• Special Mission Aircraft
• Special Mission Roles
• Acronyms for Special Missions Roles
• Special Mission Roles Categorized
• International Traffic in Arms Regulations (ITAR)
• Export Administration Regulations (EAR)
• Some Primary Special Missions Considerations
• SM Roles in Depth: Medevac
• Weather
• VVIP Transport
• ISR
• Communications
• Maritime Patrol
• Border Protection
• Mapping, Geological & Observation
• Flight Inspection
• Selecting the Right Aircraft for SM
• The SM Flight Department

What are your thoughts?

Special Mission Aircraft – Introduction

Special Mission Aircraft – Introduction (Part 2)

 

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ASOG 2019 Focus Area: Career Management

As I was doing some research the other day, I came across this link (see link below), which gives a general look or comparison of different company ASO job descriptions and other career data. What do you see as right or wrong? Also, what are the common job requirements across most of these companies and/or the other information presented?  

Working As A Sensor Operator

 

ASOG Career Center (Patrick)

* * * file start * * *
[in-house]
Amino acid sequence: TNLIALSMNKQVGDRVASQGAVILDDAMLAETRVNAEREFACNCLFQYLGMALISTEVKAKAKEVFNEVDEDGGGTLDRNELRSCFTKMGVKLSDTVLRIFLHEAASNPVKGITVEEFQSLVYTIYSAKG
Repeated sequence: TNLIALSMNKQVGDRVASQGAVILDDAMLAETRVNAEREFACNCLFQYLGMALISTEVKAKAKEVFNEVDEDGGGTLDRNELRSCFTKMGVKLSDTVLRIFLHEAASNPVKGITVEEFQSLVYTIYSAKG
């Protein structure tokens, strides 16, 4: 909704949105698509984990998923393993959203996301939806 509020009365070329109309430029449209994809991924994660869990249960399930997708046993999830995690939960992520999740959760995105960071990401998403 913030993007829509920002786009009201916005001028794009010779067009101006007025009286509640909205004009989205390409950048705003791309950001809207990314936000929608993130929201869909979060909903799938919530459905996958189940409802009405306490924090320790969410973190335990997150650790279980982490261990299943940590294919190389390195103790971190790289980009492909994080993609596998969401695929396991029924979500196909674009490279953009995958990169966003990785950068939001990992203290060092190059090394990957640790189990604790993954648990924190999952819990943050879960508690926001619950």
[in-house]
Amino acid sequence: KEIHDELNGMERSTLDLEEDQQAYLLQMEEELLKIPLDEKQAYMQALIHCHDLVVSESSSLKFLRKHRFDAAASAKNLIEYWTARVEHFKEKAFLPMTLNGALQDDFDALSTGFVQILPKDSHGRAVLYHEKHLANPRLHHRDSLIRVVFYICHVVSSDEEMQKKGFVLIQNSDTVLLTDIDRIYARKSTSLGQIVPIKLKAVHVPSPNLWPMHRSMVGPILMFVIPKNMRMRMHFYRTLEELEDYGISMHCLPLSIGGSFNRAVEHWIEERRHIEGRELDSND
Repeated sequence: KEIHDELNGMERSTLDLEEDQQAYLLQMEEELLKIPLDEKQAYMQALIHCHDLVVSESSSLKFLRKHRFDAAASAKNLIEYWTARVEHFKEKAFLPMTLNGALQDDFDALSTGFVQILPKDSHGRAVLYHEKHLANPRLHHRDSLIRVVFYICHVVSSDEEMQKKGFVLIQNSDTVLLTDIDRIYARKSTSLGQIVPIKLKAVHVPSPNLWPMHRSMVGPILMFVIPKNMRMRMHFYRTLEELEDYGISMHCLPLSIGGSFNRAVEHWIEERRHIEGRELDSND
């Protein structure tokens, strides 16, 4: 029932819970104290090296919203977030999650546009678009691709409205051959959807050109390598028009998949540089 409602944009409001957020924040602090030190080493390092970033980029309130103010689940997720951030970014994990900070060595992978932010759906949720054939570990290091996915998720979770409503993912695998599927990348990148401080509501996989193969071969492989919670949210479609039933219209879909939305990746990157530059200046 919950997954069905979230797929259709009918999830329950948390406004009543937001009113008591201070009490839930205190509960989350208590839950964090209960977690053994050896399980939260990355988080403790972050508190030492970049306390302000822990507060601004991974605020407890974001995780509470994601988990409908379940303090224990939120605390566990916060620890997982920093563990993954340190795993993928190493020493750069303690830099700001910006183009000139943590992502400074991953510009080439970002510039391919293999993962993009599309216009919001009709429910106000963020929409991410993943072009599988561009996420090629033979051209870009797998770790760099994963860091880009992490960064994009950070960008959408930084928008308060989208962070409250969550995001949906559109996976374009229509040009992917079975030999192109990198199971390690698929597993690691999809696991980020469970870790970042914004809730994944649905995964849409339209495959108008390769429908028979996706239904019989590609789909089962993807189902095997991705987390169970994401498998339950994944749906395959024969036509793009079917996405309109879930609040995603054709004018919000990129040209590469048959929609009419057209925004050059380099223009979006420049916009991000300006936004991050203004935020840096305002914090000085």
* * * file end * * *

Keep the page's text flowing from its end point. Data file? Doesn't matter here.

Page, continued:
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ASOG member and Advisor Wayne Dahlke just sent these jobs for posting. If you’re interested, please contact Wayne directly.

Position #1
Deputy Chief Engineer ($80/hr. on Contract, 160k on conversion, Negotiable on DOE)

Client is a lead sensor system integrator focused on providing advanced sensor technology to address C4ISR mission requirements.

Responsibilities:

• Experience developing project Work Breakdown Structures, Statements of Work, and schedules.
• Evaluates project initiatives, designs, and design changes at the system level for cost/schedule/performance impacts.
• Demonstrates a working knowledge of optical, electro-mechanical, and software systems and their application in an operational environment.
• Ability to convey technical designs, ideas and results to non-technical audiences and provide briefings to high-level government personnel.